The closest black hole to our solar system has been discovered to be only 1,000 light-years away. This unexpected dark neighbor has at least 4.2 times the mass of the sun and lives with two regular stars whose unusual orbits disclosed the black hole’s presence, according to astronomers writing in Astronomy & Astrophysics.
Astronomers predict that the Milky Way will include between 100 million and a billion black holes with masses ranging from a few to 100 times that of the sun. However, the majority of these black holes are unseen. “If it’s lonely out there without a companion, you’ll never find it,” says astrophysicist Thomas Rivinius of the European Southern Observatory in Santiago, Chile.
The few hundred small black holes discovered so far interact strongly with their surroundings, gobbling up gas from a companion star and heating the gas to the point where it emits X-rays. V616 Mon, the previous closest known black hole, emits X-rays from around 3,200 light-years away.
According to the researchers, the new neighbor black hole, known as HR 6819, is not actively consuming and thus unseen. However, it appears to have two companions: a star that the black hole rounds every 40 days and is heavier and hotter than the sun, and a more distant, massive star that orbits the star-black hole combination and is whirling so fast that it’s almost breaking apart. The motions of those two stars first suggested something weighing at least four solar masses must be orbiting with them, unseen.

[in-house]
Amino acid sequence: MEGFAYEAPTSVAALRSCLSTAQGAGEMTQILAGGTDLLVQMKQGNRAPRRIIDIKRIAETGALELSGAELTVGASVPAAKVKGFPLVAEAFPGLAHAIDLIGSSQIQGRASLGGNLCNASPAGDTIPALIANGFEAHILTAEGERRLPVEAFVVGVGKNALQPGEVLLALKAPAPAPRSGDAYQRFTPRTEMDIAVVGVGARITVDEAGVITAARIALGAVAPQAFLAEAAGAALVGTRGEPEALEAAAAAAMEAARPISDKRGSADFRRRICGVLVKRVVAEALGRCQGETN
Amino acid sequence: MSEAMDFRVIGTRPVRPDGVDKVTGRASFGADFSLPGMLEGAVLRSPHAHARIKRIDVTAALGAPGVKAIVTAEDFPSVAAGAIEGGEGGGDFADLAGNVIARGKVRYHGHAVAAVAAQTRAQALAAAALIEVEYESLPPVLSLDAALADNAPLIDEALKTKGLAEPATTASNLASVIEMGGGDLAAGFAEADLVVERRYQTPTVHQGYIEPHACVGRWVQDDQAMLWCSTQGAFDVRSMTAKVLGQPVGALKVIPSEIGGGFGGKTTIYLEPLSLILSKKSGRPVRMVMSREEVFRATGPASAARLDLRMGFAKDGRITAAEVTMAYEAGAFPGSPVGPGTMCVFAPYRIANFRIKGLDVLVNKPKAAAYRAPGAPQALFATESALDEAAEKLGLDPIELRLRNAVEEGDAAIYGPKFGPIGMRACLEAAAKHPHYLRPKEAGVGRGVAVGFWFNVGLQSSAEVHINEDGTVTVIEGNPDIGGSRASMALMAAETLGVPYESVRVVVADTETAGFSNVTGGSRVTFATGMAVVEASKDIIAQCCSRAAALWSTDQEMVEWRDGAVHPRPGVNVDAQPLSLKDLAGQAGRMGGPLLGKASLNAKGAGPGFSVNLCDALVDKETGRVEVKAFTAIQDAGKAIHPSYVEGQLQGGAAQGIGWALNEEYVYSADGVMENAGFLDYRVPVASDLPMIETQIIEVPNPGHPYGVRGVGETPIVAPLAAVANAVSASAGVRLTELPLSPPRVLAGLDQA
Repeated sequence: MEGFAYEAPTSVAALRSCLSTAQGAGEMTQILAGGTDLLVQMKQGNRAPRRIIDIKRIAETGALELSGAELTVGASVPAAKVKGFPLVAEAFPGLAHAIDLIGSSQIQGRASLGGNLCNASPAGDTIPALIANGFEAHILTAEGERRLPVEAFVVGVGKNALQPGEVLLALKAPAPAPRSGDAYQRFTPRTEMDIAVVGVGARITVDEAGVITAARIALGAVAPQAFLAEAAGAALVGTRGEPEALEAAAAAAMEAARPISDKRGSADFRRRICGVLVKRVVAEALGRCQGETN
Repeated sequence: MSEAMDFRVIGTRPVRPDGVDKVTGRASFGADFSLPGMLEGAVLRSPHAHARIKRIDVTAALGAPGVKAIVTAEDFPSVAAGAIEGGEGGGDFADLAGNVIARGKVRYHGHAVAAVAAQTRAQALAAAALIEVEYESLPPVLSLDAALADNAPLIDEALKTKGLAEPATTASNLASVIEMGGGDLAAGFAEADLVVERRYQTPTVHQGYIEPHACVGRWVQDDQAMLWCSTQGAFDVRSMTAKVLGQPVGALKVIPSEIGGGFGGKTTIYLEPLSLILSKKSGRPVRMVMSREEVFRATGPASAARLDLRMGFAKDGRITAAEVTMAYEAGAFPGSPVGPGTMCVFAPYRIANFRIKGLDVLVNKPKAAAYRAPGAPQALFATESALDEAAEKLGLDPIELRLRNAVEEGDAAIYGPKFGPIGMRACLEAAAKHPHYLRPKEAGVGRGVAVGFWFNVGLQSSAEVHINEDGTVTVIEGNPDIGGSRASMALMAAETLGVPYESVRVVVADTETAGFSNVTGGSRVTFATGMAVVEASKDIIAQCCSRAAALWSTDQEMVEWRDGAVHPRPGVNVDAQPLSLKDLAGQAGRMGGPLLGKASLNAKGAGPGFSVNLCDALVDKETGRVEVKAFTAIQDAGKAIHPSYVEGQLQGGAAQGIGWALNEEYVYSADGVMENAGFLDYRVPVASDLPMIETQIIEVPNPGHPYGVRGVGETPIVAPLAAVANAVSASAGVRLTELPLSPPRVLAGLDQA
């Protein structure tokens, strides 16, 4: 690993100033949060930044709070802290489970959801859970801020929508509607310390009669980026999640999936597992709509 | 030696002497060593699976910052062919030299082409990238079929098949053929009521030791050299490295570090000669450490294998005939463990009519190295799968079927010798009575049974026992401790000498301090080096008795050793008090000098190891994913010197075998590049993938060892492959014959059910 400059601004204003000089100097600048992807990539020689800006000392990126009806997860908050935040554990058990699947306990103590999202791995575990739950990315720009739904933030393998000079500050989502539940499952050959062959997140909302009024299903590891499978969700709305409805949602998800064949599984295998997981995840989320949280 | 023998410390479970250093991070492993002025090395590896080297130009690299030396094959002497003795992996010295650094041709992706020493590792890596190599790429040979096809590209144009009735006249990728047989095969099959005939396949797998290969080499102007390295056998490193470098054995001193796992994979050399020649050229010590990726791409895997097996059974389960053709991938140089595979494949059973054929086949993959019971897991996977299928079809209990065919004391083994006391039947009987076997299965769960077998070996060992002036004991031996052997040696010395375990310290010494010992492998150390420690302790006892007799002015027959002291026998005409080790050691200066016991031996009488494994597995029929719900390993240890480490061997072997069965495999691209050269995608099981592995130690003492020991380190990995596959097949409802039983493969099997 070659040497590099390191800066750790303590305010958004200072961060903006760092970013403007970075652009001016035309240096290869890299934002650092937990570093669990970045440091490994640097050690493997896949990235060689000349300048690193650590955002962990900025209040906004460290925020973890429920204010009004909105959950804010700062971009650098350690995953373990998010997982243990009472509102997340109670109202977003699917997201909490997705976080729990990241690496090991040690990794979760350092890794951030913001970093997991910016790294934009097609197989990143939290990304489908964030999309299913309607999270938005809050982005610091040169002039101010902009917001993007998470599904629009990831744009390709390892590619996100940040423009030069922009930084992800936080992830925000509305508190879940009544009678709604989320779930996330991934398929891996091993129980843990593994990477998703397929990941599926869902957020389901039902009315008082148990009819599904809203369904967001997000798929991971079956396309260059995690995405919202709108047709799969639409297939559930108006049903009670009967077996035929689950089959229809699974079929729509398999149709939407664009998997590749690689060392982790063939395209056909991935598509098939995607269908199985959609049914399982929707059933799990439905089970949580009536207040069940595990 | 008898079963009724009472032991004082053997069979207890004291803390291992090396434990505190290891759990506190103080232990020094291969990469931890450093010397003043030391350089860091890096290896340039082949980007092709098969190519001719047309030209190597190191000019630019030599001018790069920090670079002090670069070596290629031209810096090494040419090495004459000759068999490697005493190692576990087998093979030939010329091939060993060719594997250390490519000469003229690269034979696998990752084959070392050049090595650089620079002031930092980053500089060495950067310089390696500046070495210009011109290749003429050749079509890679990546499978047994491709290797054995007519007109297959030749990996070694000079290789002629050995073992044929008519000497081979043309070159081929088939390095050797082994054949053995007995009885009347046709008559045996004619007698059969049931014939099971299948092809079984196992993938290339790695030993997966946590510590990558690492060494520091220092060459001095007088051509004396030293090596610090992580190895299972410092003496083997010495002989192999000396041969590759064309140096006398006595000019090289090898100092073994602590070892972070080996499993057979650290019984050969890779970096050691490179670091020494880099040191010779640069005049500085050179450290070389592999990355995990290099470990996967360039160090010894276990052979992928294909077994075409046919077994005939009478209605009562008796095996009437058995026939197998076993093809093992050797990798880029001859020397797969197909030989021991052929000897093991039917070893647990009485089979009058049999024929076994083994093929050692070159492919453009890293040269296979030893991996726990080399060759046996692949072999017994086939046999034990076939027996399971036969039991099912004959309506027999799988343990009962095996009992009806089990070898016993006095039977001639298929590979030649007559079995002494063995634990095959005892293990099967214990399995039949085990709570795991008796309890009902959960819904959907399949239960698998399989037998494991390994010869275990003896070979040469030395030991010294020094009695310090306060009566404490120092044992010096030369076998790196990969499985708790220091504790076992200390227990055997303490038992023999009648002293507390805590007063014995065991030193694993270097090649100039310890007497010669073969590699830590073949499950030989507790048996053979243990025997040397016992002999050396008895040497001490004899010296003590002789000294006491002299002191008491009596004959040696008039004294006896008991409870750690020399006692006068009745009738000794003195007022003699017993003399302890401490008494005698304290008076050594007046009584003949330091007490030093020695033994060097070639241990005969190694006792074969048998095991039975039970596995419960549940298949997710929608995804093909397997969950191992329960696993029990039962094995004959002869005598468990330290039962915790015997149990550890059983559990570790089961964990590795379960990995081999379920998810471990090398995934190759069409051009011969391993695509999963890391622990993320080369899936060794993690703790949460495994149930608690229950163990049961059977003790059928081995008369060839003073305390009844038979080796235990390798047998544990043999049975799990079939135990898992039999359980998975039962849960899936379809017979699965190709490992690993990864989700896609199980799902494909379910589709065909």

“We would have seen it if it was a normal star,” Rivinius says. “If it’s not a normal star, the only thing it can be otherwise is a black hole.” HR 6819 is close enough and its stars are bright enough that they may be viewed with the naked eye on a dark, clear night in the Southern Hemisphere, according to the scientists.
According to ESO astronomer Marianne Heida, who is headquartered in Garching, Germany, there could be many other undetected black holes of similar mass in the Milky Way. “If there’s only one in the Milky Way, it’d be a little too convenient if it’s right next door,” she says.
Rivinius and his colleagues discovered the black hole by chance almost 15 years ago. In 2004, a team led by Stanislav Tefl of the European Southern Observatory in Santiago observed the system as part of a study of fast-spinning pairs of stars. The researchers assumed that a third, invisible object was involved in an orbital dance with the two visible stars.
But in 2014, before the team could publish the observations, Štefl died in a car accident. “I consider this part of his legacy, this work,” Rivinius says.
The team picked the research back up after another black hole, called LB-1, was reported in November 2019. That black hole appears to be orbiting a more ordinary star and looks to be very hefty, weighing around 68 times the mass of the sun. Rivinius’ team believes that, like HR 6819, it is most likely a tiny black hole with two partner stars.
According to J.J. Eldridge, an astrophysicist at the University of Auckland in New Zealand, both HR 6819 and LB-1 may be more common than they look. Instead of a black hole, she believes the systems may include a third large star with a disk around it. Because of the way that the observations are made and the complexity of the objects’ orbits, “it would be really, really difficult to disentangle,” she says. “The interpretation of a black hole is more interesting, but also may not be correct.”